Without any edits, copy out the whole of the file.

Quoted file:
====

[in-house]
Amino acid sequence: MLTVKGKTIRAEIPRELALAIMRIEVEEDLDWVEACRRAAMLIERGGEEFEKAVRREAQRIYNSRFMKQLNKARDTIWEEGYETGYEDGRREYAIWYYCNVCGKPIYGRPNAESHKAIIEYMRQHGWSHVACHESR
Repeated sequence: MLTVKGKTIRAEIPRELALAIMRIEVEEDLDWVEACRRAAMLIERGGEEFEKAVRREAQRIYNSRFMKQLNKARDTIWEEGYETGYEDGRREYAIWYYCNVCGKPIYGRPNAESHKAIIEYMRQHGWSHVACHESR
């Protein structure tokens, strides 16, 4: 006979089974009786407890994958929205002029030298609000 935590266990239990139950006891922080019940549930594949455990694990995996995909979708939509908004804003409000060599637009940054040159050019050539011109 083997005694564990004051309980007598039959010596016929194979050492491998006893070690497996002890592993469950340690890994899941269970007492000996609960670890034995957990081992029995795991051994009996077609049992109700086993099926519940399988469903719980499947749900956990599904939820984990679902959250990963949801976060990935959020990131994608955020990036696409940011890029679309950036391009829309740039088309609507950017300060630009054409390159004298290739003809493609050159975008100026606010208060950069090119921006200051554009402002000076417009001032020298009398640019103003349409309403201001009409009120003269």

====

[in-house]
Amino acid sequence: MLTVKGKTIRAEIPRELALAIMRIEVEEDLDWVEACRRAAMLIERGGEEFEKAVRREAQRIYNSRFMKQLNKARDTIWEEGYETGYEDGRREYAIWYYCNVCGKPIYGRPNAESHKAIIEYMRQHGWSHVACHESR
Repeated sequence: MLTVKGKTIRAEIPRELALAIMRIEVEEDLDWVEACRRAAMLIERGGEEFEKAVRREAQRIYNSRFMKQLNKARDTIWEEGYETGYEDGRREYAIWYYCNVCGKPIYGRPNAESHKAIIEYMRQHGWSHVACHESR
């Protein structure tokens, strides 16, 4: 006979089974009786407890994958929205002029030298609000 935590266990239990139950006891922080019940549930594949455990694990995996995909979708939509908004804003409000060599637009940054040159050019050539011109 083997005694564990004051309980007598039959010596016929194979050492491998006893070690497996002890592993469950340690890994899941269970007492000996609960670890034995957990081992029995795991051994009996077609049992109700086993099926519940399988469903719980499947749900956990599904939820984990679902959250990963949801976060990935959020990131994608955020990036696409940011890029679309950036391009829309740039088309609507950017300060630009054409390159004298290739003809493609050159975008100026606010208060950069090119921006200051554009402002000076417009001032020298009398640019103003349409309403201001009409009120003269």